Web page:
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Extension of Paid Parental Leave good for working women

7 November 2011

Extension of Paid Parental Leave good for working women

The extension of paid parental leave to 26 weeks is great news for women, workers and communities. This is one incredibly important announcement for working women said Eileen Brown, CTU Spokesperson.

“This is a policy that has big ripple effects – all of them positive. The benefits from extending paid parental leave will be quickly felt. It will improve the health of mothers and children. It helps working mothers to breast feed up to six months of age, meeting the World Health Organisation’s recommendation. It also helps prevent premature return to the workforce on the basis of financial stress and it enables women to stay connected to the workforce but have a reasonable period of time off with their newborns.”

Most other OECD countries offer longer periods of paid parental leave than New Zealand, and many provide leave at a higher proportion of previous income. Australia offers 18 weeks, paid at a higher rate than New Zealand’s. “In fact, New Zealand should be moving to the Families Commission’s recommendation of 52 weeks plus four weeks paid leave for the partner, the internationally accepted standard, but we accept this a good first step.”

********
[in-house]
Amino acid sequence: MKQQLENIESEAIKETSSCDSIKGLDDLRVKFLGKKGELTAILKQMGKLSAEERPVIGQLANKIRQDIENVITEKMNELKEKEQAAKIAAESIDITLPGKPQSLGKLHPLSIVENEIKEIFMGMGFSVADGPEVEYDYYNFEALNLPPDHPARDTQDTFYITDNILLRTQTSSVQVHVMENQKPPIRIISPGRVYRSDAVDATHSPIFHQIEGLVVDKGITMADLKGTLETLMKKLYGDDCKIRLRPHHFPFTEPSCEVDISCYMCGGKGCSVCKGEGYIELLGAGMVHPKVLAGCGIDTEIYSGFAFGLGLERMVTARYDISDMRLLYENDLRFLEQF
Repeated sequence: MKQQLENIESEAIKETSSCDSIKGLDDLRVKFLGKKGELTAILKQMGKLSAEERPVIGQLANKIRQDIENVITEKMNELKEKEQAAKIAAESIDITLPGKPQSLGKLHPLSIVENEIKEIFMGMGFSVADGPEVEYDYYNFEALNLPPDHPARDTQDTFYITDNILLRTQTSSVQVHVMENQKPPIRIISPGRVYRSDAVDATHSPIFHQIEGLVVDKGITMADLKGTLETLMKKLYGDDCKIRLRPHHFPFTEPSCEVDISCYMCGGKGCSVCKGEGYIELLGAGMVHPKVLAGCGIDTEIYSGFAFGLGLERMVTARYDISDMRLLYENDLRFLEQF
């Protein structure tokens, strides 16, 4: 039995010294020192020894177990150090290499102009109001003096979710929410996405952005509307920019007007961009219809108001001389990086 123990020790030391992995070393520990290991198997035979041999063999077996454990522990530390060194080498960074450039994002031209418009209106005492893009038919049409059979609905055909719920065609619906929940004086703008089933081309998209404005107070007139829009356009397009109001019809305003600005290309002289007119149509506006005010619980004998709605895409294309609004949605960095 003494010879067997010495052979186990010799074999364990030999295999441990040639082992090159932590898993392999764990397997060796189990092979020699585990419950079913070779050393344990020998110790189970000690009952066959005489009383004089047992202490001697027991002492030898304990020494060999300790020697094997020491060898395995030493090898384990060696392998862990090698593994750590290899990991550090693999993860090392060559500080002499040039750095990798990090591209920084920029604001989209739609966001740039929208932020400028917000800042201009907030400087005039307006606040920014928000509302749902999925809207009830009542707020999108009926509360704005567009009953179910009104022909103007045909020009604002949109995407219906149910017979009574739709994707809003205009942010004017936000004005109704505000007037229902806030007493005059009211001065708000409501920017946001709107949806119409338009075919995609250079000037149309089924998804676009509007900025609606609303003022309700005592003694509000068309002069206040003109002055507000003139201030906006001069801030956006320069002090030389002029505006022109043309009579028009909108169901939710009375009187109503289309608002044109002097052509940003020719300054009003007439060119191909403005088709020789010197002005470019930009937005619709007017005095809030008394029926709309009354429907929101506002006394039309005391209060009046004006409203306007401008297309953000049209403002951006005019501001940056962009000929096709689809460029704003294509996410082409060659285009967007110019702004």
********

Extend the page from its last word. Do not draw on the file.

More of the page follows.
“Quite frankly the National Government had been a complete laggard on paid parental leave despite the evidence about the importance of it and the difference it makes. Since 2008 they have done the bare minimum on paid parental leave and only provided for cost of living increases each year in paid parental leave payments. After being a leader when paid parental leave was introduced in 2002 and extended in 2005 from 12 to 14 weeks, we are now lagging internationally.”

Eileen Brown said “while this policy is particularly important for mothers to allow them to take a reasonable amount of time out of paid employment, it is also good for partners of working mothers as they can take leave more easily and share in the caring responsibilities for children and families.”


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